This is the first of a series of posts co-authored with Professor Mohamed Abdelaal (of Alexandria University) on the status of constitutional reform in Egypt. Massive protests are planned on June 30 to mark the first anniversary of President Mohamed Morsi’s inauguration and to express anger at the way in which the new Egyptian Constitution was drafted and at what the Constitution says.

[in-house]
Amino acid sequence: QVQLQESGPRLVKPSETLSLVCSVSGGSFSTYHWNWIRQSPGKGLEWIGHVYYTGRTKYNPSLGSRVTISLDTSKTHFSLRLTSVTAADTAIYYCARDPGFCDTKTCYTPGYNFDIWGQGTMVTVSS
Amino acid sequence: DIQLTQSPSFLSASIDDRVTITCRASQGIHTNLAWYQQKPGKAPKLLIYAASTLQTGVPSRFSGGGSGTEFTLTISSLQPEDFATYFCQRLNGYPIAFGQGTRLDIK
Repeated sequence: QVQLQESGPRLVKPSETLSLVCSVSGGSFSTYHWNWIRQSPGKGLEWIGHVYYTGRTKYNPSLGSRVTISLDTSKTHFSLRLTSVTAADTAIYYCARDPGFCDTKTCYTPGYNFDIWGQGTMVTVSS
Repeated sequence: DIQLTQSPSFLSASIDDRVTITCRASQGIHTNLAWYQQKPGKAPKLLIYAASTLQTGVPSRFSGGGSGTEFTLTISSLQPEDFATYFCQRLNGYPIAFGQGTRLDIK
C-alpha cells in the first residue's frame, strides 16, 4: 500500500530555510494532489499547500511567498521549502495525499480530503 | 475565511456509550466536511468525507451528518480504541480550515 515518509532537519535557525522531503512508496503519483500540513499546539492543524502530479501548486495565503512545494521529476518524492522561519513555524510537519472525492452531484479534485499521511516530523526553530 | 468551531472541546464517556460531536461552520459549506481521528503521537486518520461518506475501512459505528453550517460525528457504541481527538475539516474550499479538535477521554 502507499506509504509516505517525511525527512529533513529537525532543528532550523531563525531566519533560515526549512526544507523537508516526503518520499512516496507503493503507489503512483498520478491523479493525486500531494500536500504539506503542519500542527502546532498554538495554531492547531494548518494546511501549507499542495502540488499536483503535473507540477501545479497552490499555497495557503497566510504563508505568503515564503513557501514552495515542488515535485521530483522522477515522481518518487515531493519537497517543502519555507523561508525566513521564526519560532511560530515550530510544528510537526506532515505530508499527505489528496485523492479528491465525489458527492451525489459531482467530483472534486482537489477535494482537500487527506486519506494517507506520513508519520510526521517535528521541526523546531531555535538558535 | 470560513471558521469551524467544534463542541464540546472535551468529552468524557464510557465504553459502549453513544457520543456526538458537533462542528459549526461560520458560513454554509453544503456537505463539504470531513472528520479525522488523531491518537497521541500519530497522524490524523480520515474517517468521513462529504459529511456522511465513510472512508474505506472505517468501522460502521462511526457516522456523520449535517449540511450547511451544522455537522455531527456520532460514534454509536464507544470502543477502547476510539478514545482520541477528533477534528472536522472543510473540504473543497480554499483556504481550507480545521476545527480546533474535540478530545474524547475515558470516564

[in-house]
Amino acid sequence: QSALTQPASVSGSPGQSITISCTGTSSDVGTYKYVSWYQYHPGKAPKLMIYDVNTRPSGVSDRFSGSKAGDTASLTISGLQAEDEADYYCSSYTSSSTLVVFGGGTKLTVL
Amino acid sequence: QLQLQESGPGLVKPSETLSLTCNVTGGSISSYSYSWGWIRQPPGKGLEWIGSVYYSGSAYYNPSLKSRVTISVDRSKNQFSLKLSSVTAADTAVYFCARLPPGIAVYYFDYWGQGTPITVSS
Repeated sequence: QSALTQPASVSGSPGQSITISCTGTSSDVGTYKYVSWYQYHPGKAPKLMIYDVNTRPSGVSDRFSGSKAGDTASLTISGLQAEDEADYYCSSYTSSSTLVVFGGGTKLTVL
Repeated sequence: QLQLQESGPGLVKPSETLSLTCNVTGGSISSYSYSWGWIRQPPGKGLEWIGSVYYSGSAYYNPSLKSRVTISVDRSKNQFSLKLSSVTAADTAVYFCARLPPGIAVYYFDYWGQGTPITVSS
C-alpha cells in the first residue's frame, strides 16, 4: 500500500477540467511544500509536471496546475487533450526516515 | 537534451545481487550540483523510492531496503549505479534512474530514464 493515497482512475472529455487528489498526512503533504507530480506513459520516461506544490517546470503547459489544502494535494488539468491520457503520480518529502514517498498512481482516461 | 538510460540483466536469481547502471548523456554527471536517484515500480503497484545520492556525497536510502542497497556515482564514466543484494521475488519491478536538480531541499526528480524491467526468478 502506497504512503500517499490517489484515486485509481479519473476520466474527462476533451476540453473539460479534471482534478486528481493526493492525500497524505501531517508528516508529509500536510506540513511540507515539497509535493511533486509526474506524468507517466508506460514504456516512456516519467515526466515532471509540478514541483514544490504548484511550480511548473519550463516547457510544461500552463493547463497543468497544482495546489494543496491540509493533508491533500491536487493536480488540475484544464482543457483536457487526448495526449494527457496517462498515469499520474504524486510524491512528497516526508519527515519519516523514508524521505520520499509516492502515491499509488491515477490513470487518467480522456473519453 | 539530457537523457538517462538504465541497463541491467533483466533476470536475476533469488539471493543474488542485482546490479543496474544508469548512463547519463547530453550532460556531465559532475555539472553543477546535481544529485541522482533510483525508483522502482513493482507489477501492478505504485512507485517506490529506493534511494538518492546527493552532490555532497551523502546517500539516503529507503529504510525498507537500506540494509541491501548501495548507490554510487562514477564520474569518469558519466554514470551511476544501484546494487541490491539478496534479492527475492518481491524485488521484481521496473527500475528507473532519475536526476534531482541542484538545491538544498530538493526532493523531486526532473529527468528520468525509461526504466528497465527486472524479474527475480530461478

Dissatisfaction over the 2012 Constitution can be traced back to the moment when a Constituent Assembly was elected by Parliament in summer 2012 to draft a new constitution after the 2011 Revolution. The Assembly, which was composed of 100 members, was heavily dominated by Islamists. 24 out of the 39 parliamentary seats were filled by Islamic parties and 5 of the independent seats were reserved for Al-Azhar Institute, a prominent Islamic institute in Egypt. Furthermore, many of the independent members were known sympathizers of the Islamic camp. Accordingly, the drafting process witnessed several boycotts from the liberal bloc and was seen by many political figures as illegitimate. In a subsequent ratification referendum, the Constitution was approved by only 63.8% with a turnout of only 33%, which was not a decisive endorsement. It was not only the suspected drafting process that made many Egyptians not to cheer the new constitution; however, it is also its content, which gives religious leaders a role in judging the validity of legislation, grants broad powers to the president without making him accountable for his misconduct, and puts the independence of the judiciary in jeopardy. We will have more to say about these provisions in our other posts.